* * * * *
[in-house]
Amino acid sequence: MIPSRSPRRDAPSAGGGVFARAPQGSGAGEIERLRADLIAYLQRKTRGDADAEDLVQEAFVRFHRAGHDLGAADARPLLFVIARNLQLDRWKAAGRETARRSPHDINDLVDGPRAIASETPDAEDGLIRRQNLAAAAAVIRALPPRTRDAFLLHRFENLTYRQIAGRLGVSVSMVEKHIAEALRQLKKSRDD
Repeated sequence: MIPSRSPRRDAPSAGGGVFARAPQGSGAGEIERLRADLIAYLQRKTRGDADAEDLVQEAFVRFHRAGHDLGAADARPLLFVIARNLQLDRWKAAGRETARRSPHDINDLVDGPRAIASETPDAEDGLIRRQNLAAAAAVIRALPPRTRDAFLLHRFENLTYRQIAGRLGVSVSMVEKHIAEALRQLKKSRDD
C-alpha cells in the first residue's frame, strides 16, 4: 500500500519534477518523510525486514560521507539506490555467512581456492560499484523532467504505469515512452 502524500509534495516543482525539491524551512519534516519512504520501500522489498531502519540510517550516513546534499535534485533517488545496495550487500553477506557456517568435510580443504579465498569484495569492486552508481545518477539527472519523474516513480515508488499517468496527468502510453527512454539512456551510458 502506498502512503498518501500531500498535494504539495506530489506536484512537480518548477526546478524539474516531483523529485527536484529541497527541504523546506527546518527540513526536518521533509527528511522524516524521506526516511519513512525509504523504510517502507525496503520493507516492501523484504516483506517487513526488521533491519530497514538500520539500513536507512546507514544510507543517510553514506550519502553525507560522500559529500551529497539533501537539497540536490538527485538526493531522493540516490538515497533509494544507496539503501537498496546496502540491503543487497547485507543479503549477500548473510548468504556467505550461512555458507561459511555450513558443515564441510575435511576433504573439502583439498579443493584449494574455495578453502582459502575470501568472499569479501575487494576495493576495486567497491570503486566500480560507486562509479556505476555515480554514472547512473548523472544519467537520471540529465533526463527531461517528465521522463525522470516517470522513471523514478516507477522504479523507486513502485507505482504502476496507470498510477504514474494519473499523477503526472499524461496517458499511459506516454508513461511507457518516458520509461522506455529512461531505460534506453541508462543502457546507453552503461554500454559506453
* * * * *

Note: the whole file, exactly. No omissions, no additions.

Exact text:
[in-house]
Amino acid sequence: MIPSRSPRRDAPSAGGGVFARAPQGSGAGEIERLRADLIAYLQRKTRGDADAEDLVQEAFVRFHRAGHDLGAADARPLLFVIARNLQLDRWKAAGRETARRSPHDINDLVDGPRAIASETPDAEDGLIRRQNLAAAAAVIRALPPRTRDAFLLHRFENLTYRQIAGRLGVSVSMVEKHIAEALRQLKKSRDD
Repeated sequence: MIPSRSPRRDAPSAGGGVFARAPQGSGAGEIERLRADLIAYLQRKTRGDADAEDLVQEAFVRFHRAGHDLGAADARPLLFVIARNLQLDRWKAAGRETARRSPHDINDLVDGPRAIASETPDAEDGLIRRQNLAAAAAVIRALPPRTRDAFLLHRFENLTYRQIAGRLGVSVSMVEKHIAEALRQLKKSRDD
C-alpha cells in the first residue's frame, strides 16, 4: 500500500519534477518523510525486514560521507539506490555467512581456492560499484523532467504505469515512452 502524500509534495516543482525539491524551512519534516519512504520501500522489498531502519540510517550516513546534499535534485533517488545496495550487500553477506557456517568435510580443504579465498569484495569492486552508481545518477539527472519523474516513480515508488499517468496527468502510453527512454539512456551510458 502506498502512503498518501500531500498535494504539495506530489506536484512537480518548477526546478524539474516531483523529485527536484529541497527541504523546506527546518527540513526536518521533509527528511522524516524521506526516511519513512525509504523504510517502507525496503520493507516492501523484504516483506517487513526488521533491519530497514538500520539500513536507512546507514544510507543517510553514506550519502553525507560522500559529500551529497539533501537539497540536490538527485538526493531522493540516490538515497533509494544507496539503501537498496546496502540491503543487497547485507543479503549477500548473510548468504556467505550461512555458507561459511555450513558443515564441510575435511576433504573439502583439498579443493584449494574455495578453502582459502575470501568472499569479501575487494576495493576495486567497491570503486566500480560507486562509479556505476555515480554514472547512473548523472544519467537520471540529465533526463527531461517528465521522463525522470516517470522513471523514478516507477522504479523507486513502485507505482504502476496507470498510477504514474494519473499523477503526472499524461496517458499511459506516454508513461511507457518516458520509461522506455529512461531505460534506453541508462543502457546507453552503461554500454559506453